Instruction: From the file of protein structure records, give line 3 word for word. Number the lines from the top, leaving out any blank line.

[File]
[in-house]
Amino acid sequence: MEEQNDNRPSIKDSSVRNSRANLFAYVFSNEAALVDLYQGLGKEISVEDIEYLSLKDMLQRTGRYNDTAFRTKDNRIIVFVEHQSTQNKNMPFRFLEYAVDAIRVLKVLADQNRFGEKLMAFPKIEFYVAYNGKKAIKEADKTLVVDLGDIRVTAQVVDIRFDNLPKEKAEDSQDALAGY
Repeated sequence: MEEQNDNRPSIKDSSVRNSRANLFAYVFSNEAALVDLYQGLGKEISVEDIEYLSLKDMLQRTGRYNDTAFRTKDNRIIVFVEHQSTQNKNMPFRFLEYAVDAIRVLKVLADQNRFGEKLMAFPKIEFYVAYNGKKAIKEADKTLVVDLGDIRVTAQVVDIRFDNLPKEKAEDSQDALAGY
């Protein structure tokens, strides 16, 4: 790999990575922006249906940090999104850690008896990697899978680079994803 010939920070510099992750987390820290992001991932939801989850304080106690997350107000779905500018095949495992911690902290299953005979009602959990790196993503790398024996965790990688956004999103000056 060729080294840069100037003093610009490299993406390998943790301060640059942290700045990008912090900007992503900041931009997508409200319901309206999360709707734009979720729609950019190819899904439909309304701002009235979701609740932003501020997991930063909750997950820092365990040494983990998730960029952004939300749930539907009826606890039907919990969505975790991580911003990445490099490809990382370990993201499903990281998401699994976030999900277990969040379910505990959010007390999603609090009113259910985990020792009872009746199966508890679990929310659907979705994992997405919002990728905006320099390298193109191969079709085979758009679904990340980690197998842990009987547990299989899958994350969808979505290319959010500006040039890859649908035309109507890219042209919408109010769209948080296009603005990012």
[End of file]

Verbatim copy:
Repeated sequence: MEEQNDNRPSIKDSSVRNSRANLFAYVFSNEAALVDLYQGLGKEISVEDIEYLSLKDMLQRTGRYNDTAFRTKDNRIIVFVEHQSTQNKNMPFRFLEYAVDAIRVLKVLADQNRFGEKLMAFPKIEFYVAYNGKKAIKEADKTLVVDLGDIRVTAQVVDIRFDNLPKEKAEDSQDALAGY